Perhaps you're concerned because your Republicans are not very adept at evading justice?

AND, what is that nonsense you spouted about "...that goes down the slippery slope of what is torture.."

Good, God, man, do you really not know what torture is????!!!!

Jeezus Keerist, my country has actually become the purveyors of torture.


Posted by: osmor | June 20, 2008 12:28 AM

It seems to me that if the Gitmo detainees had been held in, say, Afghanistan, until such time as some kind of evidence had been assembled against them, they could have been moved onto US territory for trial when desired. From my deep study of the history of prison camps (mostly Hogan's Heroes) I suspect that during other wars prisoners were held without legal recourse until the end of hostilities. I suppose those were actual declared wars, however. Of course it the US were being invaded we would presumably not give prisoners access to the courts. It doesn't help that some prisoners have been in Gitmo by mistake for six years--it also underlines the lack of a speedy trial for those against whom there is evidence. It would be ironic if Bushian zeal fatally compromised trials such as KSM's. It seems to me that any defendant could plausibly claim to have been tortured, when there is now a clear chain of command authorizing it as well as abundant evidence that it has occurred. The conditions of captivity are so bad that they required setting up a pocket court system where show trials could be held and evidence extracted through torture would be accepted. Tragic yet stupid. Over the long term terrorism will be defeated if Western culture is accepted and valued by others. And that will only happen if we actually stand for enlightened society by acting according to our professed values.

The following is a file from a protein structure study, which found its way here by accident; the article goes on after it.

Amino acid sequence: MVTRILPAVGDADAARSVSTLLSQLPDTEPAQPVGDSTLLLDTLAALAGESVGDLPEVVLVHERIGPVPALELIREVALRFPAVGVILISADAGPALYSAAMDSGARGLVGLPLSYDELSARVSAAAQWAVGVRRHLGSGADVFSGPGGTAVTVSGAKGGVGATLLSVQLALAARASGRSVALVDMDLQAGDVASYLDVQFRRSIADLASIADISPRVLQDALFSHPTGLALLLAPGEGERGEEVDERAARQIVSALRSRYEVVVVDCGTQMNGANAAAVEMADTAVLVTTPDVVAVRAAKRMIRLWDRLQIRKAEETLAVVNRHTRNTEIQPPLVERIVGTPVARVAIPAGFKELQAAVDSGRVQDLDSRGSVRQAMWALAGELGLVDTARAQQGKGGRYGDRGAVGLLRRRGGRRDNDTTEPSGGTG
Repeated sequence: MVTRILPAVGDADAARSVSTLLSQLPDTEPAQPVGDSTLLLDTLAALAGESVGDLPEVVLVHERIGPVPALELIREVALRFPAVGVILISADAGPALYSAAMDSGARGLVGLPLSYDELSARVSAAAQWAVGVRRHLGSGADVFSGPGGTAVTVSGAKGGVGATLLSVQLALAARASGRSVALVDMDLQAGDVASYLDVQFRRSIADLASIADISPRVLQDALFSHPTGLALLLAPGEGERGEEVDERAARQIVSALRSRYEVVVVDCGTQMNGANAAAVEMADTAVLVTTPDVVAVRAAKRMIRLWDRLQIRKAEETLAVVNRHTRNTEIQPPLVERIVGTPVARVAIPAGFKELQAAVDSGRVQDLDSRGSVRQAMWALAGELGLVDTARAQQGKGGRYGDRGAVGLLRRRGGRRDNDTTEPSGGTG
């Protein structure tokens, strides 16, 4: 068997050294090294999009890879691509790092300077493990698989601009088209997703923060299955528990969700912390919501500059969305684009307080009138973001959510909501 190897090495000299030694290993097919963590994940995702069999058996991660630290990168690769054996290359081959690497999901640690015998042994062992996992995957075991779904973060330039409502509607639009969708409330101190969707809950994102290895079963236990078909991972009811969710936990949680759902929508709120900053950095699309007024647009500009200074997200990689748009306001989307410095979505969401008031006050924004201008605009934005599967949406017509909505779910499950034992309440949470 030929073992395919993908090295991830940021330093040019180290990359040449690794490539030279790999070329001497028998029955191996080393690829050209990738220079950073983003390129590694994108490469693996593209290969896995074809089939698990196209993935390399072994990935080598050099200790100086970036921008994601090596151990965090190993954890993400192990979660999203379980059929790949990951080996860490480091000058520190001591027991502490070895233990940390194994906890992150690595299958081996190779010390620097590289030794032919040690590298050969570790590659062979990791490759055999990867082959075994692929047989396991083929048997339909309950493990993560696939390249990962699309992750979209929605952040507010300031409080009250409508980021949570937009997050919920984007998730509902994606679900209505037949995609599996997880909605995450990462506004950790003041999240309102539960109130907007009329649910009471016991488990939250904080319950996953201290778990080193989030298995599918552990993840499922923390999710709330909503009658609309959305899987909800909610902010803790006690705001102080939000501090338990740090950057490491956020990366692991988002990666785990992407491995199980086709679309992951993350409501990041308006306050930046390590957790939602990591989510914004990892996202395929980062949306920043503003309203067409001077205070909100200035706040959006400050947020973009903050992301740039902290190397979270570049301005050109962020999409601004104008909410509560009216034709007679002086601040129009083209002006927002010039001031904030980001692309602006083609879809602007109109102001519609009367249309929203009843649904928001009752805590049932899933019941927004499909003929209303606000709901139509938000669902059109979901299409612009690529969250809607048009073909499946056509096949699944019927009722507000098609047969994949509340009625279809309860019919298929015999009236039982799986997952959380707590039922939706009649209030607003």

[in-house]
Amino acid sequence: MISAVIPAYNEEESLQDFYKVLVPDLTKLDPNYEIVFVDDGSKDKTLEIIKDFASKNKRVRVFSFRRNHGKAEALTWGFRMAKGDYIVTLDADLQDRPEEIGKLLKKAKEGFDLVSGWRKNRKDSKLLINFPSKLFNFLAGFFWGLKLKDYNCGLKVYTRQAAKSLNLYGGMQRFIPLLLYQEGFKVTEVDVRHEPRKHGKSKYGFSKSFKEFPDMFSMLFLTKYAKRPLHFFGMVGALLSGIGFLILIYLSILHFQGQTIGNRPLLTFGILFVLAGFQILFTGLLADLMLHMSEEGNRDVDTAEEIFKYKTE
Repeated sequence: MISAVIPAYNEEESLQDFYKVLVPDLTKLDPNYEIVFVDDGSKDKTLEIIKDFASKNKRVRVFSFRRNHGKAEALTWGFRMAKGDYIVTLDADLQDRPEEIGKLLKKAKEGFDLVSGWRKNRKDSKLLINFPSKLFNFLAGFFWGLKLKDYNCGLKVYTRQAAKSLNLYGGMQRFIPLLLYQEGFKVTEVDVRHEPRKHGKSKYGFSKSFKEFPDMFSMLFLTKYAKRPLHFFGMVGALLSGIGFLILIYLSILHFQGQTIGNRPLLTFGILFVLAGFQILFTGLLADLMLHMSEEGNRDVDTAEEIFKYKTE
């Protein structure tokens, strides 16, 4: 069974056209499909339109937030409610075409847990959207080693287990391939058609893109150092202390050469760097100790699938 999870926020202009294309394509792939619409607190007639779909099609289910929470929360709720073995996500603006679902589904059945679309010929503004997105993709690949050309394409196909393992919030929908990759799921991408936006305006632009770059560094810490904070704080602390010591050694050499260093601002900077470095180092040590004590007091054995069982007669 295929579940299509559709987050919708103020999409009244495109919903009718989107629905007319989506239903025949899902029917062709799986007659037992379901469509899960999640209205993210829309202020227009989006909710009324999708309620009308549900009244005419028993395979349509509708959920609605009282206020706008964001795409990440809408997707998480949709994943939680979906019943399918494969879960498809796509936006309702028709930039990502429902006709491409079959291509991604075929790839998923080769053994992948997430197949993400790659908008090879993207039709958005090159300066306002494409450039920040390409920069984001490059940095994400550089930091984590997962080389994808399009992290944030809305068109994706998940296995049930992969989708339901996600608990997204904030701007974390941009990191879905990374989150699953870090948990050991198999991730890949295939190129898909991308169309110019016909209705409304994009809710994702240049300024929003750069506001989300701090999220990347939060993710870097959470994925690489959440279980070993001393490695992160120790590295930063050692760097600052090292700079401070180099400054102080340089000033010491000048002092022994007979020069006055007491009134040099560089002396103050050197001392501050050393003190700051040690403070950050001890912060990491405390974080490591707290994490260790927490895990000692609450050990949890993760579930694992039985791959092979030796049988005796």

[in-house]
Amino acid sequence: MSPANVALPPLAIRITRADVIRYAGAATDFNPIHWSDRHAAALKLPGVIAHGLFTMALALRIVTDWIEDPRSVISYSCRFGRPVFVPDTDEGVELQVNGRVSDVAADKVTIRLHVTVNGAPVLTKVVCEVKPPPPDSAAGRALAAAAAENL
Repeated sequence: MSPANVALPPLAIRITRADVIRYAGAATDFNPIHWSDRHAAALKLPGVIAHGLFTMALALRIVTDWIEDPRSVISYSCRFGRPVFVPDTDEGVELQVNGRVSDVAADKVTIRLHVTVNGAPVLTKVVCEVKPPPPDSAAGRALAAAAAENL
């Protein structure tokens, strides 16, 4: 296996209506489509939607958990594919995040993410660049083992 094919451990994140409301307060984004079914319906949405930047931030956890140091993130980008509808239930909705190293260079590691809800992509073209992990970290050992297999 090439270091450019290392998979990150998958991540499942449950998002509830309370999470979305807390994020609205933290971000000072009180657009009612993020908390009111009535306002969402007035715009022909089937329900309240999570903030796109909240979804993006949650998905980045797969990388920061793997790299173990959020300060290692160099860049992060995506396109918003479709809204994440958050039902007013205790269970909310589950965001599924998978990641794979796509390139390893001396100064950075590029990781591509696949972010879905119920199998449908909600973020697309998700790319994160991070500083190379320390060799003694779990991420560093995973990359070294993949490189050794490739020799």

Posted by: scientist1 | June 20, 2008 8:25 PM

It appears that now that the SC has affirmed habeas rights in Gitmo, the "solid evidence" the government was claiming needs a bit of cleaning up

Posted by: Butch | June 21, 2008 4:25 PM